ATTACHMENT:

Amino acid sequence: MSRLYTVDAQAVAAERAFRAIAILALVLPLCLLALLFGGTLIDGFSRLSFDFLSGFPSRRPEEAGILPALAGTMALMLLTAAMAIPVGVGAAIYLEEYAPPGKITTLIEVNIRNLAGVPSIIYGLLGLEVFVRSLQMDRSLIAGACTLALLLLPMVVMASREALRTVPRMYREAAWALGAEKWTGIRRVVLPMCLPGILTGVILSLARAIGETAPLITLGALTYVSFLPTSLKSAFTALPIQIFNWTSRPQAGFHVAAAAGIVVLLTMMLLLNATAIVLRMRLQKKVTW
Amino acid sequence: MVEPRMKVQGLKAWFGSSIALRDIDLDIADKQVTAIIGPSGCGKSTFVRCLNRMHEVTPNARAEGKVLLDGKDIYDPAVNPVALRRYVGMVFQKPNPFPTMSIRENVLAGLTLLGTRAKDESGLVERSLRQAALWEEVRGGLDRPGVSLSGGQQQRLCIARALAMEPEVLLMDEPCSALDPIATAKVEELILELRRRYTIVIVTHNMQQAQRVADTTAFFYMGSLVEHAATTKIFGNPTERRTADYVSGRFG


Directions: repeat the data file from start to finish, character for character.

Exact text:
Amino acid sequence: MSRLYTVDAQAVAAERAFRAIAILALVLPLCLLALLFGGTLIDGFSRLSFDFLSGFPSRRPEEAGILPALAGTMALMLLTAAMAIPVGVGAAIYLEEYAPPGKITTLIEVNIRNLAGVPSIIYGLLGLEVFVRSLQMDRSLIAGACTLALLLLPMVVMASREALRTVPRMYREAAWALGAEKWTGIRRVVLPMCLPGILTGVILSLARAIGETAPLITLGALTYVSFLPTSLKSAFTALPIQIFNWTSRPQAGFHVAAAAGIVVLLTMMLLLNATAIVLRMRLQKKVTW
Amino acid sequence: MVEPRMKVQGLKAWFGSSIALRDIDLDIADKQVTAIIGPSGCGKSTFVRCLNRMHEVTPNARAEGKVLLDGKDIYDPAVNPVALRRYVGMVFQKPNPFPTMSIRENVLAGLTLLGTRAKDESGLVERSLRQAALWEEVRGGLDRPGVSLSGGQQQRLCIARALAMEPEVLLMDEPCSALDPIATAKVEELILELRRRYTIVIVTHNMQQAQRVADTTAFFYMGSLVEHAATTKIFGNPTERRTADYVSGRFG